The groups criticized Koizumi and Arroyo for their urgent and haphazard behaviour toward JPEPA. According to Yoko Akimoto of Attac Japan, "JPEPA negotiations have been done in almost total secrecy with government officials in both Japan and the Philippines refusing to disclose information on the agreement to the public."
In the Philippines a petition to the Supreme Court has been filed by party-list group Akbayan seeking to stop the government from signing a bilateral trade pact with Japan without a full disclosure of its provisions to the public.
"The Philippine government has invoked executive privilege in order to deny information to groups who have raised serious concerns over the potential negative impact of JPEPA on the Philippine economy. But we believe that it is the right of sectors who will be affected by such deal to know the details of this agreement and to voice out their opposition" according to Joseph Purugganan of Focus on the Global South.
Under their FTA, Japan and the Philippines will cut import tariffs on industrial goods by 90 percenct or more within 10 years after the agreement takes effect. The Philippines will immediately abolish tariffs on at least 60 percenct of its steel imports from Japan and fully scrap tariffs on automobiles and auto parts by 2010.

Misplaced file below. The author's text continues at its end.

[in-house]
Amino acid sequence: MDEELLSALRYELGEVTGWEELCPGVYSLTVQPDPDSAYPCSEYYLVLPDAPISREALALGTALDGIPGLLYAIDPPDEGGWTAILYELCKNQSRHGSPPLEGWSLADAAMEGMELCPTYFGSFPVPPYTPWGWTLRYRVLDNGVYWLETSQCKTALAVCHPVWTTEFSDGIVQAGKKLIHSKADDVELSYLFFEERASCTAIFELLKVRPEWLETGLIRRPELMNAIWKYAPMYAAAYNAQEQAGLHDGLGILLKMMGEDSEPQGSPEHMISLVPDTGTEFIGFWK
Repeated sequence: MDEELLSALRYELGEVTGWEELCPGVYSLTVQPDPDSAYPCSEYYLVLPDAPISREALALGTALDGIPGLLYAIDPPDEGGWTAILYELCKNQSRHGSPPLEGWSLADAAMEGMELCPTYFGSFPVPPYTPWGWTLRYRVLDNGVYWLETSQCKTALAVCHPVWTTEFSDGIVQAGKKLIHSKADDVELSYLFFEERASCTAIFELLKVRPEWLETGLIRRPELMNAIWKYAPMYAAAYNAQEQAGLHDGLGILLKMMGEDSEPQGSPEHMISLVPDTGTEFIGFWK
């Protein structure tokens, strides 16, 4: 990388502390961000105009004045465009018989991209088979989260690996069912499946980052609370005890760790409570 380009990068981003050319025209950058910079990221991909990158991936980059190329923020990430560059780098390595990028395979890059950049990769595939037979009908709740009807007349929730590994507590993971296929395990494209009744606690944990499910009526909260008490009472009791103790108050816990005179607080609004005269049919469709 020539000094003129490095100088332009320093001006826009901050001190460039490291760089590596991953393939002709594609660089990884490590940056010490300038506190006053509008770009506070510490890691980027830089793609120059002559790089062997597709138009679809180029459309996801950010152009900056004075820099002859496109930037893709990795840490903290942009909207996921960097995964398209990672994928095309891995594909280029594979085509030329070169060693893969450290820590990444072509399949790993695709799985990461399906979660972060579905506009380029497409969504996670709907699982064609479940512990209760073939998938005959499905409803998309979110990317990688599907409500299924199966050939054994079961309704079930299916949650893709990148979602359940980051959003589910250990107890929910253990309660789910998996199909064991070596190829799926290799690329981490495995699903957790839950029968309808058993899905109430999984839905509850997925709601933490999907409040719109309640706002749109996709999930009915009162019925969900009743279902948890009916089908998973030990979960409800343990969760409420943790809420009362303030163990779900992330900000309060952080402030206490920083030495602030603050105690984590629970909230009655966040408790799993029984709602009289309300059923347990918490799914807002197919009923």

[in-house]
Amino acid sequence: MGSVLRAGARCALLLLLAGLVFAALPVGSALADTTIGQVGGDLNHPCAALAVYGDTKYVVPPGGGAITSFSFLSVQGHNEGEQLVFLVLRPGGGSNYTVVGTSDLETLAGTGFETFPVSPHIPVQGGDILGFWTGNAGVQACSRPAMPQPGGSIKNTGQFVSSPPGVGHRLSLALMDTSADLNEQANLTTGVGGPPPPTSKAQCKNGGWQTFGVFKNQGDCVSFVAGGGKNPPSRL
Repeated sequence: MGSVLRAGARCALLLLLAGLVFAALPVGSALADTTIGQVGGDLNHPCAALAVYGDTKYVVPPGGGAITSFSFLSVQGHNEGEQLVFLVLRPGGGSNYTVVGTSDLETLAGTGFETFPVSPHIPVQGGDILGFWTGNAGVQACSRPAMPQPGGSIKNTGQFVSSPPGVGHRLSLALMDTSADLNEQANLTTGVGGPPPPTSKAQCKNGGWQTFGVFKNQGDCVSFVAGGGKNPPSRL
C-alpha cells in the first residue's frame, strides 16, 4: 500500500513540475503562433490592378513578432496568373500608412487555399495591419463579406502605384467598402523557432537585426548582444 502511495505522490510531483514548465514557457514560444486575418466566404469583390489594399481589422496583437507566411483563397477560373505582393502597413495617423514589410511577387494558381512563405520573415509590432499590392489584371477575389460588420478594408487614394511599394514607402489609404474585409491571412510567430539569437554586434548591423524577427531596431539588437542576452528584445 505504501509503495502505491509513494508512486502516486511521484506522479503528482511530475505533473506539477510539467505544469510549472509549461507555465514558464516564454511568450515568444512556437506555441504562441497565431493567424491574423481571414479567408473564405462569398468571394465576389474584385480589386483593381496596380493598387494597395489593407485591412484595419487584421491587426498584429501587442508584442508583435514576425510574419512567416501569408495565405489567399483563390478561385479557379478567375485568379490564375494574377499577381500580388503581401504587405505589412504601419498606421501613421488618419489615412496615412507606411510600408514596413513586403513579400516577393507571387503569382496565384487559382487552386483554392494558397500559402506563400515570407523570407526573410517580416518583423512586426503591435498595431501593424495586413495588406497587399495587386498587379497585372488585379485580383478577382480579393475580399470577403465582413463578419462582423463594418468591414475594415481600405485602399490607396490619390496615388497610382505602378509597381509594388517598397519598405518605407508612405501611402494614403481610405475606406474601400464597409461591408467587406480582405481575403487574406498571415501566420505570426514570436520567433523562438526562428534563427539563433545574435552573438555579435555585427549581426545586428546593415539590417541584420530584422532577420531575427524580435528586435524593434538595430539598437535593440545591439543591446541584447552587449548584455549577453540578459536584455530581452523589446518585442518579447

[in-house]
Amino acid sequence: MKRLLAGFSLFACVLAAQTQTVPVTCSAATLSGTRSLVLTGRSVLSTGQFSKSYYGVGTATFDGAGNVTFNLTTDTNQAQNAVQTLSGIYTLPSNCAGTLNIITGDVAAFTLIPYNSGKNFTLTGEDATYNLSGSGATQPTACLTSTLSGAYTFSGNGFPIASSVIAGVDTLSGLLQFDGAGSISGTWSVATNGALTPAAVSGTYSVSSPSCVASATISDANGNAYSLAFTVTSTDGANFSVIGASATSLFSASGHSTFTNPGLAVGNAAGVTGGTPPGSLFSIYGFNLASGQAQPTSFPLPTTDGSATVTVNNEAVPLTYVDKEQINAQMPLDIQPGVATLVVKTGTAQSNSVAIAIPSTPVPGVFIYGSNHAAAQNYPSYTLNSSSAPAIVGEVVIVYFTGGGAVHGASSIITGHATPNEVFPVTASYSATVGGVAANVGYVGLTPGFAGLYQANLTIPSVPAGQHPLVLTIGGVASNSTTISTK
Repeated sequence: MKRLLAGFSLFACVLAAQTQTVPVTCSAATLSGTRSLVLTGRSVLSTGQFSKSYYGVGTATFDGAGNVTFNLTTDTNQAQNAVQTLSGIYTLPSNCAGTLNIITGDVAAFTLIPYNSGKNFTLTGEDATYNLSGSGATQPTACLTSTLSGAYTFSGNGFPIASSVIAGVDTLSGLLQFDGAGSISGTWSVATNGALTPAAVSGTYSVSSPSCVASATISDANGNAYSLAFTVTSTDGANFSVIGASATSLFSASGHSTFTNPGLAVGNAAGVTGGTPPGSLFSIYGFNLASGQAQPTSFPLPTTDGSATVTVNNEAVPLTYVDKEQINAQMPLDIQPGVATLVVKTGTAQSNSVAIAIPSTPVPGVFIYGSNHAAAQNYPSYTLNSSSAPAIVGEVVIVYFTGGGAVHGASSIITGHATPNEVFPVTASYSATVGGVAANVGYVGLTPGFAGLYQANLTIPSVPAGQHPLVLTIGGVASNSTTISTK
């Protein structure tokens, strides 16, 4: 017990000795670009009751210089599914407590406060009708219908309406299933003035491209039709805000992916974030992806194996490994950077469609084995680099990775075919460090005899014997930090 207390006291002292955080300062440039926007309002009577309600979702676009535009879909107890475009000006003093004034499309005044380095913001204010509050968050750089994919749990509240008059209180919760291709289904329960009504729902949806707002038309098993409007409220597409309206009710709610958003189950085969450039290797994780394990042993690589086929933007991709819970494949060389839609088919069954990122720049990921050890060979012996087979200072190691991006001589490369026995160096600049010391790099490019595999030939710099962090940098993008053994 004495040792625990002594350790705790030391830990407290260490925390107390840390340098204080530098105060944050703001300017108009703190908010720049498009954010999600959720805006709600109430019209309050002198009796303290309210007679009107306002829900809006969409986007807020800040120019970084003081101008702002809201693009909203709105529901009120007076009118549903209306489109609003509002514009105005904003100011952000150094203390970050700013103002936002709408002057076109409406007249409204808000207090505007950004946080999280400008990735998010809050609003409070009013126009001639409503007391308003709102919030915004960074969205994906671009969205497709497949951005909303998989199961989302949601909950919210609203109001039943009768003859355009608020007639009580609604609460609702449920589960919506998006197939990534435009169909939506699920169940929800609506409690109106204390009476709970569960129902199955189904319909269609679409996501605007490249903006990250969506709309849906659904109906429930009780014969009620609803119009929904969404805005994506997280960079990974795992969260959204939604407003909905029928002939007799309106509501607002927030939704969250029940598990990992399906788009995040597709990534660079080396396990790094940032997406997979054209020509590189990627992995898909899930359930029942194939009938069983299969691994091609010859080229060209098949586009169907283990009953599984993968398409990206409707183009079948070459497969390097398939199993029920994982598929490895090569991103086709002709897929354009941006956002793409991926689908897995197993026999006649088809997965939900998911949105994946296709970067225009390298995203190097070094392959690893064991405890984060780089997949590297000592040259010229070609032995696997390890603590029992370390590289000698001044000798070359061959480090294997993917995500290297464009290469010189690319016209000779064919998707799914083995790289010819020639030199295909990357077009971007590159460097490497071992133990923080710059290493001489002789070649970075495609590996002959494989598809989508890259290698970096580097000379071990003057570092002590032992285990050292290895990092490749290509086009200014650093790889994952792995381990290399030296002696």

On farm goods trade, Tokyo will expand imports of such products as chicken, pineapples and bananas, through tariff cuts and other measures. Manila will abolish tariffs on grapes and pears.
The negotiations have been delayed over highly contentious labor issues particularly the request of the Philippine government for Japan to open its labor market for nurses and caregivers. Recently, the Japanese newspapers have reported that Japan has agreed with the Philippines to set an upper limit on the number of Filipino nurses and caregivers. Tokyo is expected to receive 400 to 500 nurses and caregivers annually from the Southeast Asian nation under the FTA that will take effect next year.
According to Yoko Akimoto "the designated number and work period are totally unrealistic. The reason is that in order to do it, the Japanese strict immigration laws must be revised immediately. In addition, there is still much discussion or doubt about such acceptance or their entry even within the Justice Ministry as well as in Japanese community including trade unions and NGOs."
Social movements in both Japan and the Philippines have raised opposition to JPEPA arguing that the deal will have negative consequences on the economies of both countries and have vowed to continue their campaign against JPEPA.
06 September 2006
ATTAC Japan, Association for the financial Taxation for the Aid of the Citizens
No to WTO Coalition in Japan
Focus on the Global South
Stop the New Round Coalition
Freedom from Debt Coalition
Laban ng Masa (Struggle of the Masses)